How Do Chores Support My Child’s Overall Development

Chores are a vital part of any child’s home experience. Why are they so necessary? In short because a child who has no understanding of basic household chores will struggle to manage their own life successfully once they leave home for university.

Children also need to participate in the mundane portions of home life – not just the good bits! That means they have to be shown what needs doing, how and when to do it!

Why chores help children learn faster

The fine and gross motor skills needed to undertake simple tasks such as tidying away toys are vital for smaller children’s learning.

Pic Credit: Pixabay

From a very early age, children can be taught how to tidy away toys and where to put them.

The physical activity and organisational skills which are honed during these simple actions will stand your child in good stead for learning effectively once they begin kindergarten or school.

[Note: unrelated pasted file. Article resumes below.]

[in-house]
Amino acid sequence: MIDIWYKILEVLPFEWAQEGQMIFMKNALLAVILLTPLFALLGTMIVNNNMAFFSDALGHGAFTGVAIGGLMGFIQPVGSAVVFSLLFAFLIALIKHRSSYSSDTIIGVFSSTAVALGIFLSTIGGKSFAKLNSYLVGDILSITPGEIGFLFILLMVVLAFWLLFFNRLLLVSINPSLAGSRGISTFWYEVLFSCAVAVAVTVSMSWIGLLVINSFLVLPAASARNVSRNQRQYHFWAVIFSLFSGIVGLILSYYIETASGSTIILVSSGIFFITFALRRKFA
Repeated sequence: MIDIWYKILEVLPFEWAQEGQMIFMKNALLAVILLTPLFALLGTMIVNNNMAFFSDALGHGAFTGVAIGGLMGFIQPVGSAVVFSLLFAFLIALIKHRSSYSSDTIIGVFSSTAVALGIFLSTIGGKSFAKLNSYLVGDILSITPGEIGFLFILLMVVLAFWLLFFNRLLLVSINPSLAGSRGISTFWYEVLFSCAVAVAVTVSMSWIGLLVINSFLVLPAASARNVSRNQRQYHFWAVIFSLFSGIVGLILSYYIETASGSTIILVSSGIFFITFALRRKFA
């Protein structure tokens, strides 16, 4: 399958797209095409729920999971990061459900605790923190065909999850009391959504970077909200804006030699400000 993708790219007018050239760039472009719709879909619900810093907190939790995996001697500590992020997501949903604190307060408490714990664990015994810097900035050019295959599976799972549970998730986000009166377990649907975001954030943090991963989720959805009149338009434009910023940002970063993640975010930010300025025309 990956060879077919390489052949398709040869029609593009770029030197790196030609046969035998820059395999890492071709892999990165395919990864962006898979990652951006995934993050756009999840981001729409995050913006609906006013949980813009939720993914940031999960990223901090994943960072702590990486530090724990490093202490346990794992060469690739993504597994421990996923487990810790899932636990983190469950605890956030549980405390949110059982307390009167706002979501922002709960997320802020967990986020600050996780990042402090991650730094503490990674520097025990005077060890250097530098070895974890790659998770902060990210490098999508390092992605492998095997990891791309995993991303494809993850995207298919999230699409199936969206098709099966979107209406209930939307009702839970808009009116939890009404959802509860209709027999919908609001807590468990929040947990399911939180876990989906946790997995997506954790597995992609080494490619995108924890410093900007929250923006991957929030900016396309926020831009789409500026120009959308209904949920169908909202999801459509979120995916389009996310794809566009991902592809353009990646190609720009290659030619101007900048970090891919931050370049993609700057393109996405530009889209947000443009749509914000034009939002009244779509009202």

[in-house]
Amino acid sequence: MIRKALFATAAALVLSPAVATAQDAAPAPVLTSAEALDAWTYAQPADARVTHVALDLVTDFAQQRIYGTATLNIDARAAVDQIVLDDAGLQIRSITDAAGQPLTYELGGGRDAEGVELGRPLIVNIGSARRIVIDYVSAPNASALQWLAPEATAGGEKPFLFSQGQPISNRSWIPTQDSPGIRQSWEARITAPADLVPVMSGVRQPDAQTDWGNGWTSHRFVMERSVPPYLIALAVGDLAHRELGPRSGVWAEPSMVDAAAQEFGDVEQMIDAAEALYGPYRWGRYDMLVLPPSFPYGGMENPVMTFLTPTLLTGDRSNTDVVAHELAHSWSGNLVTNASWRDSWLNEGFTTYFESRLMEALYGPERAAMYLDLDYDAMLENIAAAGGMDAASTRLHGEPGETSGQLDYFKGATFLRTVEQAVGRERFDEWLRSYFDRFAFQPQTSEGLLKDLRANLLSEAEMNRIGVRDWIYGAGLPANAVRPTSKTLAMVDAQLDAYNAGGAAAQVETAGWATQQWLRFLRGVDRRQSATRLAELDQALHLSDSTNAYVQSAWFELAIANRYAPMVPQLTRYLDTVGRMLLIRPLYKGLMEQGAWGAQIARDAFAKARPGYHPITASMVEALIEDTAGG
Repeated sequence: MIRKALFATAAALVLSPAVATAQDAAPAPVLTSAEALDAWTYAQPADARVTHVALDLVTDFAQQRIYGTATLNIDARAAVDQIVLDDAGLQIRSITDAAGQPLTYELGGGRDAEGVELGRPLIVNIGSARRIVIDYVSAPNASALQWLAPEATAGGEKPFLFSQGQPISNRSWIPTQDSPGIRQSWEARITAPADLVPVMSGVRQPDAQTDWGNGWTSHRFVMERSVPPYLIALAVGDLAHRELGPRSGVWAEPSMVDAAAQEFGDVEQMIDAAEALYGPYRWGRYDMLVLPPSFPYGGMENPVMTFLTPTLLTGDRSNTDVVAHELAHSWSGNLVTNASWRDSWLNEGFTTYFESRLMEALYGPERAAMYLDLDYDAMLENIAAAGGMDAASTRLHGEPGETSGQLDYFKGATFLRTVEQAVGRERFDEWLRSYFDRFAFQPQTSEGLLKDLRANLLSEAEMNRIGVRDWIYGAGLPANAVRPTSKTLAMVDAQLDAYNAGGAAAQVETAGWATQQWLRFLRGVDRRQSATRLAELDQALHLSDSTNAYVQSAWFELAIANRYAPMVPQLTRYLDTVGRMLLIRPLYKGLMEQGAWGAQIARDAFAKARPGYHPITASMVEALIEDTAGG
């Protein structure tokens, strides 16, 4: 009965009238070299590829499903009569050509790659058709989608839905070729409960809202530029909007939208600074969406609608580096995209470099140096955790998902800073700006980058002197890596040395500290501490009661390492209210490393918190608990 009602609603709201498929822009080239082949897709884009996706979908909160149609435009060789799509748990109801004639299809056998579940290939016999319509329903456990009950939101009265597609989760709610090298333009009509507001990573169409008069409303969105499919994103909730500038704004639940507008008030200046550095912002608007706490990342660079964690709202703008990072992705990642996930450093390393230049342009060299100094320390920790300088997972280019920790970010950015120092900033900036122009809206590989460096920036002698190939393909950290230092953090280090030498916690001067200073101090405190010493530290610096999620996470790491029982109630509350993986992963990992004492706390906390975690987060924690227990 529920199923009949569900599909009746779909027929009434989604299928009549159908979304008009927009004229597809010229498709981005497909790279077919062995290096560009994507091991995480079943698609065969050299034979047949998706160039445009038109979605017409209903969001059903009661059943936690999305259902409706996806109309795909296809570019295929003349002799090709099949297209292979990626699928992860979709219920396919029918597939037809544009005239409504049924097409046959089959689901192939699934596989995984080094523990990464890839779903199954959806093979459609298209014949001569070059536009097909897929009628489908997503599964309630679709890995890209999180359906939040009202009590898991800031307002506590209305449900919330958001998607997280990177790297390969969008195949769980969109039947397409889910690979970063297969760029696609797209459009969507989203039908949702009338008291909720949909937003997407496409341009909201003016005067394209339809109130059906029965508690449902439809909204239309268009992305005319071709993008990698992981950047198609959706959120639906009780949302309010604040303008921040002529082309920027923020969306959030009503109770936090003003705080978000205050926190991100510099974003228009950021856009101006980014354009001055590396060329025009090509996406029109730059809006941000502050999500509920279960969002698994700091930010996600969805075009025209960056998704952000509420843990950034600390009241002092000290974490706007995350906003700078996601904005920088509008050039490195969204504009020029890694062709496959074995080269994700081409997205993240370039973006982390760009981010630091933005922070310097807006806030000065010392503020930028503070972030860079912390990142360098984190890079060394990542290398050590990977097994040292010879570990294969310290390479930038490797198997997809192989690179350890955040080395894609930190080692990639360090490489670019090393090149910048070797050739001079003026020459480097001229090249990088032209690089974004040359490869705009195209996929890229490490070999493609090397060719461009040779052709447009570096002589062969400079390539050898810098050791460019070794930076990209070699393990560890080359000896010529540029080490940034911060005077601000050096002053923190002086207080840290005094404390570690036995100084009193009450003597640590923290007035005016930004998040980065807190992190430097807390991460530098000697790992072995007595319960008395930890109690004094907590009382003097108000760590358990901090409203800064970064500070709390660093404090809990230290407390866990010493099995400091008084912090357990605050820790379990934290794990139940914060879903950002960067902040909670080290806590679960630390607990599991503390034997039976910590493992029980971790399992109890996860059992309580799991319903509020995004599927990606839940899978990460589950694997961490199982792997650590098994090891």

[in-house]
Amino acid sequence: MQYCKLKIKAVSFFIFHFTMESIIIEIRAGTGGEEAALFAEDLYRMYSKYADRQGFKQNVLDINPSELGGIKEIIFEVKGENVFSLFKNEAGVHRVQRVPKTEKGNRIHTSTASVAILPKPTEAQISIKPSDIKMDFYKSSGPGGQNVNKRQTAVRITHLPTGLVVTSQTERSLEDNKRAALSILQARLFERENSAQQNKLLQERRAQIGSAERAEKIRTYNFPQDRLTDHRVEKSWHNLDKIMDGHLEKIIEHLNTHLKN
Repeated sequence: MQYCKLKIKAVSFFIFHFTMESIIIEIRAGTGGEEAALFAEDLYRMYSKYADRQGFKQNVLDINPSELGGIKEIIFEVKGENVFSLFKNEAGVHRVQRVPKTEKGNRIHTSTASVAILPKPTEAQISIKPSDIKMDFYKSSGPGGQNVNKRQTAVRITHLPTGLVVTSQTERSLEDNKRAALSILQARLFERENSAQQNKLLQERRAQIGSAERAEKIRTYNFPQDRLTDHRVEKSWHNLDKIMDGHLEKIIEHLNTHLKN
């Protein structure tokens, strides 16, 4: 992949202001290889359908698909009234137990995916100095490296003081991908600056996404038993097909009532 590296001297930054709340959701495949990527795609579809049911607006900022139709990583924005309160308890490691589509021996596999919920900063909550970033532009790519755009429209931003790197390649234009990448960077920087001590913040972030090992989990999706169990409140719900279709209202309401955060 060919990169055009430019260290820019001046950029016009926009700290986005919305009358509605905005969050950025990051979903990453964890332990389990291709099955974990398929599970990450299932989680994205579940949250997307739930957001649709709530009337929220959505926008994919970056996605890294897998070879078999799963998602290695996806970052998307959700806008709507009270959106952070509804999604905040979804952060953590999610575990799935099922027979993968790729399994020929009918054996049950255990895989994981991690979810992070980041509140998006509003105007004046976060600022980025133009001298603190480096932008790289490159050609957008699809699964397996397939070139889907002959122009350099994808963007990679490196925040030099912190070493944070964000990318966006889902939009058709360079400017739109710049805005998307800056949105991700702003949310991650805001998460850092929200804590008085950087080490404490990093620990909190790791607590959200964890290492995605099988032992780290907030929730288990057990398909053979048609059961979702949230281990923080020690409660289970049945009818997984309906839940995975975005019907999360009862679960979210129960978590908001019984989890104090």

Children at this pre-school in Lincoln take on small chores daily and this gives them a sense of responsibility. At school, small children are expected to help tidy up and take on small duties – if your child is already practiced in this, then they will feel confident and pleased to be able to help with little intervention.

As your child grows and begins to take on more responsibility at home, the same rule applies. They know they’re trusted and capable at home so they feel that they are also these things at school.

Older children and chores

As children approach adolescence they are sometimes a little less willing to help at home. It’s important that you ensure your child understands that these things are non-negotiable. There’s no ‘doing it later’ and no swapping jobs with siblings – their jobs are their jobs and that’s that!

This will ensure that as they grow, they will continue these responsible practices and carry them into other areas of their life including revision, part-time employment and hobbies. Make sure your children get the best start in life by giving them their own chores from an early age.

Note: This is a collaborative post

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